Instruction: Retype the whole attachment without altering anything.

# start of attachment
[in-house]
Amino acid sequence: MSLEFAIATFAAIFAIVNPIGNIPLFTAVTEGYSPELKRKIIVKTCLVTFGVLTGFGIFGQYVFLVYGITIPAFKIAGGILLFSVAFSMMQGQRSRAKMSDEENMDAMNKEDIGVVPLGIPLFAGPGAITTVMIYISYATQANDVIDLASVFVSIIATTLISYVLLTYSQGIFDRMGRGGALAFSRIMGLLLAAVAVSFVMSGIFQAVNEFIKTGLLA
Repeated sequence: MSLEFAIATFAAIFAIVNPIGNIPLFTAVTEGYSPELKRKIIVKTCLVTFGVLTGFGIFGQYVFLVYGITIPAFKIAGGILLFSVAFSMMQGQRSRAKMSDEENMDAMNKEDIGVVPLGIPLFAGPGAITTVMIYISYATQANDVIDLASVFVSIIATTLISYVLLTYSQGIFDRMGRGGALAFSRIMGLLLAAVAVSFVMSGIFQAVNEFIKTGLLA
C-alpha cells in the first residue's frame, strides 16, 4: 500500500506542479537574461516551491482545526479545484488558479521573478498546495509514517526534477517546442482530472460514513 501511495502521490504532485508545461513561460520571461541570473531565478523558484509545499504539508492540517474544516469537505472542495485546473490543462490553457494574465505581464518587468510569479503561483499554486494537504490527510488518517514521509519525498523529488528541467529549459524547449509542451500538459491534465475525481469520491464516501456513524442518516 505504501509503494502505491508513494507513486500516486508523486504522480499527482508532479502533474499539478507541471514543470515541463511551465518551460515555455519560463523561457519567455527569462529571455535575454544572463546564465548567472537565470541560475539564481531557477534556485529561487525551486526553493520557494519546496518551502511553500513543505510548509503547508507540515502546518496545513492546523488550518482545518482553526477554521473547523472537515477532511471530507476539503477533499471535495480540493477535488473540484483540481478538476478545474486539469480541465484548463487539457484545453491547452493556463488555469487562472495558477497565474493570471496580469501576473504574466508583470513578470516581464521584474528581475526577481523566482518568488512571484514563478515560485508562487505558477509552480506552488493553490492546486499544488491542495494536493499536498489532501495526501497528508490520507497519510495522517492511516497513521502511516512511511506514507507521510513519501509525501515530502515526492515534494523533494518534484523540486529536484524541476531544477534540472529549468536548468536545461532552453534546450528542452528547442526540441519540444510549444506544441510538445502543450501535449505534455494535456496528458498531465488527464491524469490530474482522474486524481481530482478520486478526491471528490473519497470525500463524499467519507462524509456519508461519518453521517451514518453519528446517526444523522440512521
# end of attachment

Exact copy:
[in-house]
Amino acid sequence: MSLEFAIATFAAIFAIVNPIGNIPLFTAVTEGYSPELKRKIIVKTCLVTFGVLTGFGIFGQYVFLVYGITIPAFKIAGGILLFSVAFSMMQGQRSRAKMSDEENMDAMNKEDIGVVPLGIPLFAGPGAITTVMIYISYATQANDVIDLASVFVSIIATTLISYVLLTYSQGIFDRMGRGGALAFSRIMGLLLAAVAVSFVMSGIFQAVNEFIKTGLLA
Repeated sequence: MSLEFAIATFAAIFAIVNPIGNIPLFTAVTEGYSPELKRKIIVKTCLVTFGVLTGFGIFGQYVFLVYGITIPAFKIAGGILLFSVAFSMMQGQRSRAKMSDEENMDAMNKEDIGVVPLGIPLFAGPGAITTVMIYISYATQANDVIDLASVFVSIIATTLISYVLLTYSQGIFDRMGRGGALAFSRIMGLLLAAVAVSFVMSGIFQAVNEFIKTGLLA
C-alpha cells in the first residue's frame, strides 16, 4: 500500500506542479537574461516551491482545526479545484488558479521573478498546495509514517526534477517546442482530472460514513 501511495502521490504532485508545461513561460520571461541570473531565478523558484509545499504539508492540517474544516469537505472542495485546473490543462490553457494574465505581464518587468510569479503561483499554486494537504490527510488518517514521509519525498523529488528541467529549459524547449509542451500538459491534465475525481469520491464516501456513524442518516 505504501509503494502505491508513494507513486500516486508523486504522480499527482508532479502533474499539478507541471514543470515541463511551465518551460515555455519560463523561457519567455527569462529571455535575454544572463546564465548567472537565470541560475539564481531557477534556485529561487525551486526553493520557494519546496518551502511553500513543505510548509503547508507540515502546518496545513492546523488550518482545518482553526477554521473547523472537515477532511471530507476539503477533499471535495480540493477535488473540484483540481478538476478545474486539469480541465484548463487539457484545453491547452493556463488555469487562472495558477497565474493570471496580469501576473504574466508583470513578470516581464521584474528581475526577481523566482518568488512571484514563478515560485508562487505558477509552480506552488493553490492546486499544488491542495494536493499536498489532501495526501497528508490520507497519510495522517492511516497513521502511516512511511506514507507521510513519501509525501515530502515526492515534494523533494518534484523540486529536484524541476531544477534540472529549468536548468536545461532552453534546450528542452528547442526540441519540444510549444506544441510538445502543450501535449505534455494535456496528458498531465488527464491524469490530474482522474486524481481530482478520486478526491471528490473519497470525500463524499467519507462524509456519508461519518453521517451514518453519528446517526444523522440512521